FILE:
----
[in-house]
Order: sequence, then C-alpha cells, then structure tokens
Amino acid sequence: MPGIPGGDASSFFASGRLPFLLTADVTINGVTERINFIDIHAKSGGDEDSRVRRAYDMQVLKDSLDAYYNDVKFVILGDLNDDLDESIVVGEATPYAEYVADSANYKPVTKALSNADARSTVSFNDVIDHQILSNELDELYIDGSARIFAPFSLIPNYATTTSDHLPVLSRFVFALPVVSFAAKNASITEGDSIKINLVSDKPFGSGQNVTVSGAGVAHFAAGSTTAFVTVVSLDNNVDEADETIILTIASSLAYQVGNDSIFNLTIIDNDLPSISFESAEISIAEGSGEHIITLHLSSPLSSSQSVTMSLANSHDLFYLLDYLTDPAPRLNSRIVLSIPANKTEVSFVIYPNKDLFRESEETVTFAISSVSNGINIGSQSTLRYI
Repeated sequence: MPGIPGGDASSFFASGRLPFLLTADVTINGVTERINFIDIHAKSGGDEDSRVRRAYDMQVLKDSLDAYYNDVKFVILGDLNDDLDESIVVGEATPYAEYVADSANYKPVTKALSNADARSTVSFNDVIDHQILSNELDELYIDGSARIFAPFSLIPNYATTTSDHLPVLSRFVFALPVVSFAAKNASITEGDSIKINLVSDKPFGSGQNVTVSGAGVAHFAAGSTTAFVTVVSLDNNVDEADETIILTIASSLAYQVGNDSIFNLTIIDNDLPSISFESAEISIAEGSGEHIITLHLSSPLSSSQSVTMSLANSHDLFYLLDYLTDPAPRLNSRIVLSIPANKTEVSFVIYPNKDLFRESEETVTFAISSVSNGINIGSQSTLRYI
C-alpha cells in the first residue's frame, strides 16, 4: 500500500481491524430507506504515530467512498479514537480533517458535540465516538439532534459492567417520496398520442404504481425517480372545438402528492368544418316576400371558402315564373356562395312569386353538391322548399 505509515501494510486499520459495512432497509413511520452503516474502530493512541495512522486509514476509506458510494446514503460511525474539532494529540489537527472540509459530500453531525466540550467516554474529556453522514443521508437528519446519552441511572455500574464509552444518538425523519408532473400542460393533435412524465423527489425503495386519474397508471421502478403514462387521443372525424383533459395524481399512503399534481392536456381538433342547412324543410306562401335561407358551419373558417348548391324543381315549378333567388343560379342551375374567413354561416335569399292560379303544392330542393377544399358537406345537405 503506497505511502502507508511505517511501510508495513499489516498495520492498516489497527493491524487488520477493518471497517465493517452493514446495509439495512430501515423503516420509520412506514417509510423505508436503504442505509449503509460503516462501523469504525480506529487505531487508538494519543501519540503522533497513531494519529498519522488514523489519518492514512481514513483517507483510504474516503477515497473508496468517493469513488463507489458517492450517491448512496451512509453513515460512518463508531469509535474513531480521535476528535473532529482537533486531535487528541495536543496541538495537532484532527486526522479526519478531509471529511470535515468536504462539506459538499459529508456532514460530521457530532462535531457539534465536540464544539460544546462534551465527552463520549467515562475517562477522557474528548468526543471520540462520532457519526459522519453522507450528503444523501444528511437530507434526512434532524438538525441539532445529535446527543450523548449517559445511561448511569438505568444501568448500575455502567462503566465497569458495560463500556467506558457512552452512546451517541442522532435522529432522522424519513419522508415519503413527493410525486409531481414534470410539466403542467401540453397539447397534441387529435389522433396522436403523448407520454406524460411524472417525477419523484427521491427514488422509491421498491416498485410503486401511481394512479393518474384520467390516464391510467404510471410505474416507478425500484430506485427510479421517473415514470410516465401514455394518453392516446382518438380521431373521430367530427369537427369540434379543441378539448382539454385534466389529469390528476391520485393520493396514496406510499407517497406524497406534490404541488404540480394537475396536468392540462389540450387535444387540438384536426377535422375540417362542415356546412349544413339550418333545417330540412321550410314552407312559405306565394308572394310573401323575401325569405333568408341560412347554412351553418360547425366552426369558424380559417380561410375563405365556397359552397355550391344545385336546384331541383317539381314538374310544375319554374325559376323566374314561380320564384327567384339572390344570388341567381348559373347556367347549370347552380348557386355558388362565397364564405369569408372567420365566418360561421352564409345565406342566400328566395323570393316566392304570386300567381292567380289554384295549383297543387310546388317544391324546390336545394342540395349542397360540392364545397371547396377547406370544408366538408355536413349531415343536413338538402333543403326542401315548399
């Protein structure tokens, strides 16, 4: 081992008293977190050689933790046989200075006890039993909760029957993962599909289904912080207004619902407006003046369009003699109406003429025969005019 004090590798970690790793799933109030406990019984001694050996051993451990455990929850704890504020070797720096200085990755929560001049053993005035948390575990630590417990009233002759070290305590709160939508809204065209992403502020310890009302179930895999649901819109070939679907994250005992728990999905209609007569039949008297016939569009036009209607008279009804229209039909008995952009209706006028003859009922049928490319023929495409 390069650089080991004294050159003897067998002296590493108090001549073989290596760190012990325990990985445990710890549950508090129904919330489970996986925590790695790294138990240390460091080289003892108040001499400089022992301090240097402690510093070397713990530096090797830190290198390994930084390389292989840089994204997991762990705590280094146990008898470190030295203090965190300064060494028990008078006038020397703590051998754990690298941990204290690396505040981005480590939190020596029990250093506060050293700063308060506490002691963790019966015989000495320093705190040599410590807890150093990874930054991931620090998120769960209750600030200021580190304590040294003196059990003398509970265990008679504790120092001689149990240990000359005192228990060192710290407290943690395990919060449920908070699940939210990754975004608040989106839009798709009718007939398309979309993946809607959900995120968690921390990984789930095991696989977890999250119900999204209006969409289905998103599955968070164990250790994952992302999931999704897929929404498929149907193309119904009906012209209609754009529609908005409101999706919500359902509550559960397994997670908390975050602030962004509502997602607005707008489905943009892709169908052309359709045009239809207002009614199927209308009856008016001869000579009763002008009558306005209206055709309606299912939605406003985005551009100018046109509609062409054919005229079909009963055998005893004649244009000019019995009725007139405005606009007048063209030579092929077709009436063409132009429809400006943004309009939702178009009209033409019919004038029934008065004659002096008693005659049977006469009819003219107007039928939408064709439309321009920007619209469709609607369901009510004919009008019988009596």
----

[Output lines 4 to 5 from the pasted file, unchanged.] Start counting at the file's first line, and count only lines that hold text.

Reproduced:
Repeated sequence: MPGIPGGDASSFFASGRLPFLLTADVTINGVTERINFIDIHAKSGGDEDSRVRRAYDMQVLKDSLDAYYNDVKFVILGDLNDDLDESIVVGEATPYAEYVADSANYKPVTKALSNADARSTVSFNDVIDHQILSNELDELYIDGSARIFAPFSLIPNYATTTSDHLPVLSRFVFALPVVSFAAKNASITEGDSIKINLVSDKPFGSGQNVTVSGAGVAHFAAGSTTAFVTVVSLDNNVDEADETIILTIASSLAYQVGNDSIFNLTIIDNDLPSISFESAEISIAEGSGEHIITLHLSSPLSSSQSVTMSLANSHDLFYLLDYLTDPAPRLNSRIVLSIPANKTEVSFVIYPNKDLFRESEETVTFAISSVSNGINIGSQSTLRYI
C-alpha cells in the first residue's frame, strides 16, 4: 500500500481491524430507506504515530467512498479514537480533517458535540465516538439532534459492567417520496398520442404504481425517480372545438402528492368544418316576400371558402315564373356562395312569386353538391322548399 505509515501494510486499520459495512432497509413511520452503516474502530493512541495512522486509514476509506458510494446514503460511525474539532494529540489537527472540509459530500453531525466540550467516554474529556453522514443521508437528519446519552441511572455500574464509552444518538425523519408532473400542460393533435412524465423527489425503495386519474397508471421502478403514462387521443372525424383533459395524481399512503399534481392536456381538433342547412324543410306562401335561407358551419373558417348548391324543381315549378333567388343560379342551375374567413354561416335569399292560379303544392330542393377544399358537406345537405 503506497505511502502507508511505517511501510508495513499489516498495520492498516489497527493491524487488520477493518471497517465493517452493514446495509439495512430501515423503516420509520412506514417509510423505508436503504442505509449503509460503516462501523469504525480506529487505531487508538494519543501519540503522533497513531494519529498519522488514523489519518492514512481514513483517507483510504474516503477515497473508496468517493469513488463507489458517492450517491448512496451512509453513515460512518463508531469509535474513531480521535476528535473532529482537533486531535487528541495536543496541538495537532484532527486526522479526519478531509471529511470535515468536504462539506459538499459529508456532514460530521457530532462535531457539534465536540464544539460544546462534551465527552463520549467515562475517562477522557474528548468526543471520540462520532457519526459522519453522507450528503444523501444528511437530507434526512434532524438538525441539532445529535446527543450523548449517559445511561448511569438505568444501568448500575455502567462503566465497569458495560463500556467506558457512552452512546451517541442522532435522529432522522424519513419522508415519503413527493410525486409531481414534470410539466403542467401540453397539447397534441387529435389522433396522436403523448407520454406524460411524472417525477419523484427521491427514488422509491421498491416498485410503486401511481394512479393518474384520467390516464391510467404510471410505474416507478425500484430506485427510479421517473415514470410516465401514455394518453392516446382518438380521431373521430367530427369537427369540434379543441378539448382539454385534466389529469390528476391520485393520493396514496406510499407517497406524497406534490404541488404540480394537475396536468392540462389540450387535444387540438384536426377535422375540417362542415356546412349544413339550418333545417330540412321550410314552407312559405306565394308572394310573401323575401325569405333568408341560412347554412351553418360547425366552426369558424380559417380561410375563405365556397359552397355550391344545385336546384331541383317539381314538374310544375319554374325559376323566374314561380320564384327567384339572390344570388341567381348559373347556367347549370347552380348557386355558388362565397364564405369569408372567420365566418360561421352564409345565406342566400328566395323570393316566392304570386300567381292567380289554384295549383297543387310546388317544391324546390336545394342540395349542397360540392364545397371547396377547406370544408366538408355536413349531415343536413338538402333543403326542401315548399